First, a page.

Yes, I believe that in the future we will have a number of different products where we today have the book, e- or p-. But I think we need to move stepwise, and that we now should concentrate on creating viable e-monographs that are OA. They will probably look very much like traditional books, at least for the near future. But if they are created as e-books, not as e-versions of p-books, this could liberate the form from what is possible to do in paper, this will make it possible for the creative ones to create new forms. At this stage, I would like to see this as positive side effects, not something we should target.
If we try to create too big changes at one time, nothing will happen. Small changes, and we are on our way to something – nobody knows what, but if the change is for the better, we’d better perform it.
So, for now: OA e-monographs will be what I’m looking for.
I am not sure Rafael is prophesizing the future, it seems more like he
is commenting on the present. “The future is now” as has been quoted
often enough with this kind of thing, so much so it is hardly worth
noting the source.
Publishing has always been collaborative but it has just been hidden by
view. Single authorship, not to be confused with monograph as a single
subject form, is a myth. Unless we want to discuss very woolly
boundaries between single authorship and collaboration we might as well
just save our time and admit the collaborative nature of book production.
Putting it online just makes it easier for the collaboration to occur.
Nothing is lost and we are not turning ourselves into prophets by doing
so. We are also not ‘anarchising’ the book production process by doing
so, or projecting it immediately into an unknown since we can control
the level of collaboration (from strong to weak) using handy tools
(another discussion) and deliver content that looks *just* like the
e-monograph or even the paper monograph. Infact, they are monographs,
just made online instead of in MS Word.
From there things will just evolve. Its not anything radical. However,
ignoring pre-now methods is quite a radical position.
DOAB Digest, Vol 1, Issue 14 – Funding OA monographs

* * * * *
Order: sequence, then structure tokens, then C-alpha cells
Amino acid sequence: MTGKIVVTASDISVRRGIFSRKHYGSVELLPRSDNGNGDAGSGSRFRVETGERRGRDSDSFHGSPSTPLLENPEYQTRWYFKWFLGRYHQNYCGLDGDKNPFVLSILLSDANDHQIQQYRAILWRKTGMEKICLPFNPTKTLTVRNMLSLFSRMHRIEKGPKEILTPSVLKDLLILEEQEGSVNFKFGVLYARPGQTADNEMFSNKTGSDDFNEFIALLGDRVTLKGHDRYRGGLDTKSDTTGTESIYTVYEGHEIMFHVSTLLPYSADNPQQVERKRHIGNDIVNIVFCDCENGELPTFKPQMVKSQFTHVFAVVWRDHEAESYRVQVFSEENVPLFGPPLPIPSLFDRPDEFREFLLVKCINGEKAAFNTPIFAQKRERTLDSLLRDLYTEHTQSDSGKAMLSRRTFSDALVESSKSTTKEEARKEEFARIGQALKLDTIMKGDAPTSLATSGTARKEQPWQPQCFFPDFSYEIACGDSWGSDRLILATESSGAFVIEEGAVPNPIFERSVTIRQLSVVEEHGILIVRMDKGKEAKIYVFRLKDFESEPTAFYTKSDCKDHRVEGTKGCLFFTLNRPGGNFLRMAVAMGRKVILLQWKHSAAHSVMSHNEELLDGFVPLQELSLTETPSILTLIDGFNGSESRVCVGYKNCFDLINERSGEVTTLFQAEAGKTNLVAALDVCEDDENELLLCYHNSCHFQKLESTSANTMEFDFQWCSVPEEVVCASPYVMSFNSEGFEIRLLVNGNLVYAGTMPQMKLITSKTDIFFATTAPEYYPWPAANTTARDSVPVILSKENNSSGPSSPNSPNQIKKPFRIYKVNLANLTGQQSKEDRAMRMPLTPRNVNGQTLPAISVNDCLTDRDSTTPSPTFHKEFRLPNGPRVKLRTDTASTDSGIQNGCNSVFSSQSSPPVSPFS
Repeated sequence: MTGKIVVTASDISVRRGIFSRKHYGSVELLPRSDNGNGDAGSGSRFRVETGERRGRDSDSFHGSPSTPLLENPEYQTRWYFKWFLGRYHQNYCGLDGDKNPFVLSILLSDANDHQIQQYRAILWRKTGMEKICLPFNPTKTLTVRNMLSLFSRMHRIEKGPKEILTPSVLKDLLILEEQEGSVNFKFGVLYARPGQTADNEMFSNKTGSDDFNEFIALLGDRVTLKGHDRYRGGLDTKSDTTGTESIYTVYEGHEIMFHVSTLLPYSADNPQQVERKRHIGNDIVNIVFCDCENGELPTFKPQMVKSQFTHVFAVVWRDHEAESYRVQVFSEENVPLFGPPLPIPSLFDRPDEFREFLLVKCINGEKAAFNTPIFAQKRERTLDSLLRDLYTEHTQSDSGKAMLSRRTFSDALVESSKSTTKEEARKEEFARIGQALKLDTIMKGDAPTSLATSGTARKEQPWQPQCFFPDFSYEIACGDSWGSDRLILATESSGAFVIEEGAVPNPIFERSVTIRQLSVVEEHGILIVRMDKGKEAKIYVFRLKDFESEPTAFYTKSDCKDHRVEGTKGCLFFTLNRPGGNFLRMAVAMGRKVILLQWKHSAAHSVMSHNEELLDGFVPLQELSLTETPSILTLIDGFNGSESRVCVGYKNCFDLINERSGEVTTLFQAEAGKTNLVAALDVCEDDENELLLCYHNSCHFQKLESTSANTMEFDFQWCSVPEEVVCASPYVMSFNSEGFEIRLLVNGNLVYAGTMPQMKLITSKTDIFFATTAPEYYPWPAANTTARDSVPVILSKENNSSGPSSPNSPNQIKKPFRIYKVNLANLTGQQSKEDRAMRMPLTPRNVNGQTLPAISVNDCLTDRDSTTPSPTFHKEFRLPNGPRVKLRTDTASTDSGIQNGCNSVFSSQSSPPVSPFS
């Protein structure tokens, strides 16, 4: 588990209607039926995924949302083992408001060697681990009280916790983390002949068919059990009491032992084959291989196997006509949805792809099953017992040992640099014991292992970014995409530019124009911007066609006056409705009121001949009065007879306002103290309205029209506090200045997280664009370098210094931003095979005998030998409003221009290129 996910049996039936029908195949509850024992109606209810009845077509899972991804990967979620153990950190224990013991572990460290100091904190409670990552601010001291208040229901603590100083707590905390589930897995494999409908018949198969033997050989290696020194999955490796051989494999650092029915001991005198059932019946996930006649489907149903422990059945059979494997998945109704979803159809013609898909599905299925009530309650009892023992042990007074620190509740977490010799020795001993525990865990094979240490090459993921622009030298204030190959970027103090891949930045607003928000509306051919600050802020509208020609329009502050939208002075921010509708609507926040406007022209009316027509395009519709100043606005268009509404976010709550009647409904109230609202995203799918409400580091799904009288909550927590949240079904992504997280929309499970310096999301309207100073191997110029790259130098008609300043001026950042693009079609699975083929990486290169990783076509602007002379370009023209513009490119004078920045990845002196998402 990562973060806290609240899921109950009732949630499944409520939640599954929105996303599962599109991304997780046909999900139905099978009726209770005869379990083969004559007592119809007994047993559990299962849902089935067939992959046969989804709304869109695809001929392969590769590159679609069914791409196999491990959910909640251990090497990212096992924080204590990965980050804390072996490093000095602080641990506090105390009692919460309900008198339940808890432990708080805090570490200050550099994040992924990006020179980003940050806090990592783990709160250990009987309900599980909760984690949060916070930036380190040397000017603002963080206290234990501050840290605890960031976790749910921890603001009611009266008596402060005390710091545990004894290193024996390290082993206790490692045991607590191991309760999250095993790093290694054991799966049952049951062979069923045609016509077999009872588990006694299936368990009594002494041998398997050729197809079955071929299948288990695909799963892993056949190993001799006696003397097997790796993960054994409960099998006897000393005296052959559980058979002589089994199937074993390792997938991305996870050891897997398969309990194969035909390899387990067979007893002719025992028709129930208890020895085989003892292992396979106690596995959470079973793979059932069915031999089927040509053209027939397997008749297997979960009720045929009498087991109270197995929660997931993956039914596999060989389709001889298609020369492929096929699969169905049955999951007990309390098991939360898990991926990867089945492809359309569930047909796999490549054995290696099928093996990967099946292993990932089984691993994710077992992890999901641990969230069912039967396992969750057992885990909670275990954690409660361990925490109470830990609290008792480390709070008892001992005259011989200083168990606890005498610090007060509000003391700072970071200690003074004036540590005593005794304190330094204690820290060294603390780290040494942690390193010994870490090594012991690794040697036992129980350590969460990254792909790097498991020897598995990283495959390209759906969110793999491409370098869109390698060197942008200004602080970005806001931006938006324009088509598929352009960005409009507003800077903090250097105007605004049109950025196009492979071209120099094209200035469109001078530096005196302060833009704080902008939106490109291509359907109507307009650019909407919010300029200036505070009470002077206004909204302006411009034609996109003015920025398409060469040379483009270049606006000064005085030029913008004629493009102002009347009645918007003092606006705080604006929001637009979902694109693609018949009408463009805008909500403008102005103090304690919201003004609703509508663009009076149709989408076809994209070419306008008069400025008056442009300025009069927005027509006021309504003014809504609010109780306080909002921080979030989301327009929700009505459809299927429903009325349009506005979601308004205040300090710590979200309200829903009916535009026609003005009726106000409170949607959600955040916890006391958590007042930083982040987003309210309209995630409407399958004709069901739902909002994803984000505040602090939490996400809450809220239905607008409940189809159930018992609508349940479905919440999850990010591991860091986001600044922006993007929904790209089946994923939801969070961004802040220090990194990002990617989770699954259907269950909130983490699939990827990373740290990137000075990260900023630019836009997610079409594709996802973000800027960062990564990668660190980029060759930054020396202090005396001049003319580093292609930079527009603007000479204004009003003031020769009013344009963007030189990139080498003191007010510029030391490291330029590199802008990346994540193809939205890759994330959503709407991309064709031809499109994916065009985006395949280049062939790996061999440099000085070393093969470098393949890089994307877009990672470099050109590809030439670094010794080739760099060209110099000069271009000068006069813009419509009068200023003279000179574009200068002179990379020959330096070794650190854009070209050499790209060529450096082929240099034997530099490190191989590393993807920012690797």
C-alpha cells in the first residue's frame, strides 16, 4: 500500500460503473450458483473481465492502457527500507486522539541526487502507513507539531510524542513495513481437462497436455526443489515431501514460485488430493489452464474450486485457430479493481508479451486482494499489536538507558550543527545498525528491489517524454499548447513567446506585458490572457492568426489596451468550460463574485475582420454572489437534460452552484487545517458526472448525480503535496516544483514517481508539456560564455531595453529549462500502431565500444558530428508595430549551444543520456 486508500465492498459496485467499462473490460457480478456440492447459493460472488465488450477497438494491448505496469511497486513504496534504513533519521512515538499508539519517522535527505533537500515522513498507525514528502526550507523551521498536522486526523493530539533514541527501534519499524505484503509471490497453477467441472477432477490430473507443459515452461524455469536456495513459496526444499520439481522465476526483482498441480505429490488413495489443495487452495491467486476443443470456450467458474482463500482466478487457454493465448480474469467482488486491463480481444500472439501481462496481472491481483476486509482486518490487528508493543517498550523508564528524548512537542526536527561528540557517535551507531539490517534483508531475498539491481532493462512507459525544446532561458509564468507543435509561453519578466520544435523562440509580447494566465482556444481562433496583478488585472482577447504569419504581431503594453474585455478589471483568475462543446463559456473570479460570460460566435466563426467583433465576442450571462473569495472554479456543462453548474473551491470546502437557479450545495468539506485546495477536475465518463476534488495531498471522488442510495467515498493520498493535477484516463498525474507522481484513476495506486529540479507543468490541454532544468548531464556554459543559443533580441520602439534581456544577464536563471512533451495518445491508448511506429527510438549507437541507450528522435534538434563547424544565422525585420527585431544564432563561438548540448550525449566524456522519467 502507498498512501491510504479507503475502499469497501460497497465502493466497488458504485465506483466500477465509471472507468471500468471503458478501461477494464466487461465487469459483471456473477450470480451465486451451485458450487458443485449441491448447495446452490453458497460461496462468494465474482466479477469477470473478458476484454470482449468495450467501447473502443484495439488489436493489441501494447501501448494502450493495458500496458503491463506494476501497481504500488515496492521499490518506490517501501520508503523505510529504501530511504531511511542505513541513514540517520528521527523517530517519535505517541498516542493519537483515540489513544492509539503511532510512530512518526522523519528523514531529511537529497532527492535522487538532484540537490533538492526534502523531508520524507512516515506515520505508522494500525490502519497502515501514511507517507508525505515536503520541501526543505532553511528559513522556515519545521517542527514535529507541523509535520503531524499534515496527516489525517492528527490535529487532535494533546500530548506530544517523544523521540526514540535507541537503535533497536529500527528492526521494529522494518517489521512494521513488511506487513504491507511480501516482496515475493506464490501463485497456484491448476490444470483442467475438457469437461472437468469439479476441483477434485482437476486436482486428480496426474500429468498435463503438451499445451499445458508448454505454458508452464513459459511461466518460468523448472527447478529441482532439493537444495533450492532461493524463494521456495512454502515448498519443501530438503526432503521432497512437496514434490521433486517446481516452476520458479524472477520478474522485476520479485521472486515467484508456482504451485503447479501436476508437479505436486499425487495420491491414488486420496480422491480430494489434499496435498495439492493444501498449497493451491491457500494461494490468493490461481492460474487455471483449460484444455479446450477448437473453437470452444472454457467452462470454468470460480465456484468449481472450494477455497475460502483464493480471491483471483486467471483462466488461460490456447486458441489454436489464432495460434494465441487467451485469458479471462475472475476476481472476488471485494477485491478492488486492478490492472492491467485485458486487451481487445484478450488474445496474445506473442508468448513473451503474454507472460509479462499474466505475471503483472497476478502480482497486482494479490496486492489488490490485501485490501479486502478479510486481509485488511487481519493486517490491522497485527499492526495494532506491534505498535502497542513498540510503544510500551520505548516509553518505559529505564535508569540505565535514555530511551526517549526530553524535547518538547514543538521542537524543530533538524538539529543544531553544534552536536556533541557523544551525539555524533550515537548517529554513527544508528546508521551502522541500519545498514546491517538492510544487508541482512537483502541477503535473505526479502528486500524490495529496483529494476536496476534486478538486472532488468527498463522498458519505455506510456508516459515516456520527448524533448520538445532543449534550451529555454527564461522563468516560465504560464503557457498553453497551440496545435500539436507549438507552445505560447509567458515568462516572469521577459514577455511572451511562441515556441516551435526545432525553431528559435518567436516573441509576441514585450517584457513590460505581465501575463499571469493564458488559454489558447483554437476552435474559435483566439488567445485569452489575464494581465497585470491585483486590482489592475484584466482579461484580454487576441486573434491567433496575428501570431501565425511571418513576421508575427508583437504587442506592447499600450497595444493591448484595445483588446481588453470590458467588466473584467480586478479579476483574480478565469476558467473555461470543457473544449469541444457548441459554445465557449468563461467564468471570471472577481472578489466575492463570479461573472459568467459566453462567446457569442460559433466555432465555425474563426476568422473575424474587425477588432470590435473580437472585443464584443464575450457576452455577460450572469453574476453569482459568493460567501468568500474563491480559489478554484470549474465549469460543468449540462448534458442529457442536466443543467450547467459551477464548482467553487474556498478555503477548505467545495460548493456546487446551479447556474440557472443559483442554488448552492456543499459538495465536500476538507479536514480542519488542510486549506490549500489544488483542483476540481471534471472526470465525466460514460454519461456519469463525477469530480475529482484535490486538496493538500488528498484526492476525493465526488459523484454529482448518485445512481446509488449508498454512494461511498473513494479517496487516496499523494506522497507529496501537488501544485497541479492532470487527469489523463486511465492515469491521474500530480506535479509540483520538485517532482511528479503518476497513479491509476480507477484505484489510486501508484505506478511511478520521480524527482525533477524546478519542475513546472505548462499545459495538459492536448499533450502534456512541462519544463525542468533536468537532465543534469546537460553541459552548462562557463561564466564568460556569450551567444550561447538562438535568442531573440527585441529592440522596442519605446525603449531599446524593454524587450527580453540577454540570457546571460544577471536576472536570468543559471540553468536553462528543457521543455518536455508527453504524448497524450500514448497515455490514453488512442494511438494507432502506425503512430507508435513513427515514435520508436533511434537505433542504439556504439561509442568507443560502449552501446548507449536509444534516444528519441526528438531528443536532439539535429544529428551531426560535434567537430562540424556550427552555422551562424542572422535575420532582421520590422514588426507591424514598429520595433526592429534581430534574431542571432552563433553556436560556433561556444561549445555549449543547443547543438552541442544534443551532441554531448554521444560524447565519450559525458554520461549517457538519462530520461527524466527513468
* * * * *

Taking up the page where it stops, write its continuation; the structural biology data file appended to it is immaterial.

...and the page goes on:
Thank you all very much for the interesting discussions. I have been following the debates on quality assurance and licensing with a great deal of interest as we are currently discussing how to deal with both in a call for funding of OA monographs. We also have the tendency to set a re-use license as the standard for funded pilot projects in this domain, but I have now begun to wonder if this will not in fact be detrimental to our aim, namely to increasing acceptance for open access with high profile researchers in the HSS. In principle, however, it seems to me that funders do have a responsibility for developing the OA infrastructure in a way that allows for text mining and other methods of the digital humanities and it might thus be best to require and establish such standards, provided that the researchers who publish understand their legal situation.
In fact, considering the JISC report on text and data mining that was mentioned by Gary, there are barriers to the full exploitation of texts even if the licenses allow for re-use (but require attribution). I do not think that we will be able to convince HSS scholars to relinquish their rights of attribution, and I wonder if the research assessment and evaluation systems will ever evolve in such a way that personal merit will count less than the “culture of sharing” (as the recent communication and recommendations on open access by the EC calls it), but for now I would be inclined to at least require re-use licenses as a common standard for funded projects.
The question of quality assurance is also tricky, if, as Eelco pointed out, traditional (and renowned) scientific publishers do not necessarily adhere to the highest and most transparent standards of peer review. It would thus not make too much sense to duplicate these processes in an OA monograph world. On the other hand, we have to make sure that the standards are acceptable and known to scholars, or else that they have a chance of being accepted, and it is not yet clear to me what we as funders should request other than that the standards of review at least follow currently established standards for individual disciplines. It would be quite good to have a “seal of approval” for publishers that also renowned publishing houses could apply for and that would serve as a mark of quality for funders, authors, readers and so on.
Dr. Angela Holzer
Deutsche Forschungsgemeinschaft (DFG)
German Research Foundation
-Scientific Library Services and Information Systems-
Angela, you wrote:
> I do not think that we will be able to convince
> HSS scholars to relinquish their rights of
> attribution . . .
> . . . On the other hand, we have to make sure
> that the standards are acceptable and known to
> scholars, or else that they have a chance of
> being accepted . . .